I’m getting nervous about my last two challenges. Time is growing short. Some of the back-to-the-classics challenge books are optional, but I still have to read my required pre-18th century or 18th century choice-The Odyssey. Unfortunately, my son has to read it for school, so he has first dibs on the book. Why didn’t I read that one first?
Gogol is a Ukranian-born Russian writer who lived in the early 1800s. I’m no student of Russian literature, so all I’ve learned about him is taken from the book’s introduction. His earlier stories are influenced by Ukranian folklore and the later stories are more sophisticated but absurd. He had a great deal of influence over other Russian writers. None of this intro prepared me to love this book as much as I did.
What are these stories? Possibly the best known are The Nose; The Overcoat; and maybe The Madman’s Diary, which were included in this collection. His earlier books were Evenings on a Farm near Dikanka, Vols I and II, and included in this collection from those books were St. John’s Eve and Christmas Eve. There were a total of thirteen stories in the collection, a mixture of earlier and later stories. And they were all captivating. There were similarities in them, but there was a difference in tone between the earlier stories and the later ones. Actually, I enjoyed the earlier ones more.
The "folklore-ish" tales were conversational in style. And even though the narrator wandered around in tangents, he was a fantastic storyteller, always drawing me in with the wild details. There were witches and devils galore, so maybe it was a kind of magical realism, but it was like nothing I’ve read before. Not so much scary as matter-of-fact, as though how do you live with these things if these things are real, and they scare you, but you go on with your life because they are part of life.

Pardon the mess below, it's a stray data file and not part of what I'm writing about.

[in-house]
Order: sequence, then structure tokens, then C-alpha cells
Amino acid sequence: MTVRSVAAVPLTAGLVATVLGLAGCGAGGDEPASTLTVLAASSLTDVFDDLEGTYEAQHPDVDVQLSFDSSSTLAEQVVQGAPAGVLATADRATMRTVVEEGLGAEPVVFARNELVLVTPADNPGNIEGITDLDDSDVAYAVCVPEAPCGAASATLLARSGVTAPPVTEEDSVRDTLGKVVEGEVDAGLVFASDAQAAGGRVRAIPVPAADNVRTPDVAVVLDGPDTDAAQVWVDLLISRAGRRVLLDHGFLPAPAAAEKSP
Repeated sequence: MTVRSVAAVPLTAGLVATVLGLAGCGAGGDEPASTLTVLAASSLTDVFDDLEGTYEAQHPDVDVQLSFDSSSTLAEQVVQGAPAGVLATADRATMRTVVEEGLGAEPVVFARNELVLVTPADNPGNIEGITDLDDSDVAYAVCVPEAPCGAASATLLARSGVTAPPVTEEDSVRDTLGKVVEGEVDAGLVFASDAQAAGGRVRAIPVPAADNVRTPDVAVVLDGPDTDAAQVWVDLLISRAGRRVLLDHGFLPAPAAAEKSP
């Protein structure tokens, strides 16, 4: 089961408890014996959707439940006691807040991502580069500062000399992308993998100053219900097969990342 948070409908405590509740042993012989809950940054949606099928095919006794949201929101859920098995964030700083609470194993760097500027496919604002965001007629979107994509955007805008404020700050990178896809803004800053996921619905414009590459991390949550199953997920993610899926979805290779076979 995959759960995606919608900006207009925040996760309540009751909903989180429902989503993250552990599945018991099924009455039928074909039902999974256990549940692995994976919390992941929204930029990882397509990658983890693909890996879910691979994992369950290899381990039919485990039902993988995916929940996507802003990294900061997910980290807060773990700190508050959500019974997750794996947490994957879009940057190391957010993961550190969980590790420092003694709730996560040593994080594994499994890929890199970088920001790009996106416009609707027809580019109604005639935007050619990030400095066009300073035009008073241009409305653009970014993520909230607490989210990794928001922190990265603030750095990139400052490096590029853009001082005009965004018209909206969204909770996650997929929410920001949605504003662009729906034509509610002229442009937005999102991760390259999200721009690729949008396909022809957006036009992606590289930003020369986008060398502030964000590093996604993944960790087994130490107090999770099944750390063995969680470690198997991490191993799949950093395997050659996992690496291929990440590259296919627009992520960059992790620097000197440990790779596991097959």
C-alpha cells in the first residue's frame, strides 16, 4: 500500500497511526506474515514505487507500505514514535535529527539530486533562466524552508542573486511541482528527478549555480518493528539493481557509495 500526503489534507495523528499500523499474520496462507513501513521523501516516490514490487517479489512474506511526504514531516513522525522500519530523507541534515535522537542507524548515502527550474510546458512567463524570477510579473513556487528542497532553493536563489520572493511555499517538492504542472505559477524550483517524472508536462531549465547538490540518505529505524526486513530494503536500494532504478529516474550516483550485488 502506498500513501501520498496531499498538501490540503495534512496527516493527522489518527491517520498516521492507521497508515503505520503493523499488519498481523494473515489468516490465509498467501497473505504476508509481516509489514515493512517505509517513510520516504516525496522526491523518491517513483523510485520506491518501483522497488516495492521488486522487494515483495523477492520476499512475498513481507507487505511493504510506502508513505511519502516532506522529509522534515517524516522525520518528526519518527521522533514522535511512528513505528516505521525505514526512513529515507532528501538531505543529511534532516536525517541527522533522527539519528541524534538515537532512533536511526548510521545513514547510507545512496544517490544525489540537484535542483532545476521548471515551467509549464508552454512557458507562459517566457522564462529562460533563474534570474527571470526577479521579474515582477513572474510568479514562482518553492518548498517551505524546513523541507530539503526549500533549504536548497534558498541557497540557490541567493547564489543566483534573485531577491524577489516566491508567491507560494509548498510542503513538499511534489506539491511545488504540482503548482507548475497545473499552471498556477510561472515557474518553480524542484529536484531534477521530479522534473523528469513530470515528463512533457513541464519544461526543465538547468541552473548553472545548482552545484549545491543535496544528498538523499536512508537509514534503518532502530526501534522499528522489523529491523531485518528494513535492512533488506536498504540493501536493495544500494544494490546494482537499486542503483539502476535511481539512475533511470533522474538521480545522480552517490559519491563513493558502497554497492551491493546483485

The middle portion of the book had stories that were vignettes of Russian countryfolk’s lives, humorously and sadly portrayed. One story that I thought was brilliantly done started with a chatty narrator complaining about his memory being like a sieve. He heard a wonderful story from a great storyteller, so he insisted the man write the story down. Awhile later, he noticed that his wife had used some of the pages to wrap cakes. So- if you want to know the ending of the story, you have to find the storyteller. The narrator gives great detail on where to locate the storyteller and how to recognize him. Then he launches into the story. It’s a detailed and increasingly interesting little family drama. I KNOW that the ending of the story is going to be lopped off. Nevertheless, I continue reading. I get sucked in to the dilemma. I want to know how the conflict is going to be resolved. And when the tale ends abruptly, leaving me hanging, I have no one to blame but myself. Who would DO that to a reader?
The Overcoat is the last story in the collection. It’s a sad story about a downtrodden clerk, content-even happy- in his job, but poor. It comes to pass that he needs a new coat. He scrimps and saves and plots with a tailor friend to have a new coat made. The thrill of the new coat becomes the focus of his life and when it is finally finished, it opens a whole new world of possibilities for him. Except that the first evening he wears it, the coat is stolen. When he attempts to seek help from the authorities, he is ignored and ridiculed. He sickens and dies. His ghost takes a sort of muted revenge. The bare bones outline doesn’t do the story justice. Gogol’s writing is able to wring every last bit of feeling from it.
I’d love to read the stories again in an annotated version to help extract more of the meaning from them, because I was reading quickly just to enjoy the stories and the beauty of the words on the page. But I’m sure there are layers upon layers in there. One of these days, when I’m not running in so many different directions, I’m going to pull Gogol back down from my shelf.
You can check out all the classics being read by many different bloggers at the back-to-the-classics challenge hosted by Sarah Reads Too Much.